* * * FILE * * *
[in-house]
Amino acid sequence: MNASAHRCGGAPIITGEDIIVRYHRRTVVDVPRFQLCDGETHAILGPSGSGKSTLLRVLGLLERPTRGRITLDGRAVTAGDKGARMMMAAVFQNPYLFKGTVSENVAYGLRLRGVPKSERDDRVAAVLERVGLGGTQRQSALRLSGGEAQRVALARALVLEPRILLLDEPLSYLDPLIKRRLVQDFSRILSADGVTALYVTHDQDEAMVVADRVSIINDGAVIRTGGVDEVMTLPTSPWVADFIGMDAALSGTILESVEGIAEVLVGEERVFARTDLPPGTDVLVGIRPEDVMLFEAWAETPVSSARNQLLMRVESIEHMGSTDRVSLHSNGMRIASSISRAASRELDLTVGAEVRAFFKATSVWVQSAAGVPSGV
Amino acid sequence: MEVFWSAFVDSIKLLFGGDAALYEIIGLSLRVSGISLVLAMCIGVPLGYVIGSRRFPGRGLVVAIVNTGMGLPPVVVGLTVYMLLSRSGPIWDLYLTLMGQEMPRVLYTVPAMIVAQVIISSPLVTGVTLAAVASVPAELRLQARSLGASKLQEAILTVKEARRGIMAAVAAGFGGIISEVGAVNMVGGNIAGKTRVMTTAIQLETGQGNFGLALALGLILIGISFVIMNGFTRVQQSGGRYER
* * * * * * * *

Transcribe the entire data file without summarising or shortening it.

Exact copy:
[in-house]
Amino acid sequence: MNASAHRCGGAPIITGEDIIVRYHRRTVVDVPRFQLCDGETHAILGPSGSGKSTLLRVLGLLERPTRGRITLDGRAVTAGDKGARMMMAAVFQNPYLFKGTVSENVAYGLRLRGVPKSERDDRVAAVLERVGLGGTQRQSALRLSGGEAQRVALARALVLEPRILLLDEPLSYLDPLIKRRLVQDFSRILSADGVTALYVTHDQDEAMVVADRVSIINDGAVIRTGGVDEVMTLPTSPWVADFIGMDAALSGTILESVEGIAEVLVGEERVFARTDLPPGTDVLVGIRPEDVMLFEAWAETPVSSARNQLLMRVESIEHMGSTDRVSLHSNGMRIASSISRAASRELDLTVGAEVRAFFKATSVWVQSAAGVPSGV
Amino acid sequence: MEVFWSAFVDSIKLLFGGDAALYEIIGLSLRVSGISLVLAMCIGVPLGYVIGSRRFPGRGLVVAIVNTGMGLPPVVVGLTVYMLLSRSGPIWDLYLTLMGQEMPRVLYTVPAMIVAQVIISSPLVTGVTLAAVASVPAELRLQARSLGASKLQEAILTVKEARRGIMAAVAAGFGGIISEVGAVNMVGGNIAGKTRVMTTAIQLETGQGNFGLALALGLILIGISFVIMNGFTRVQQSGGRYER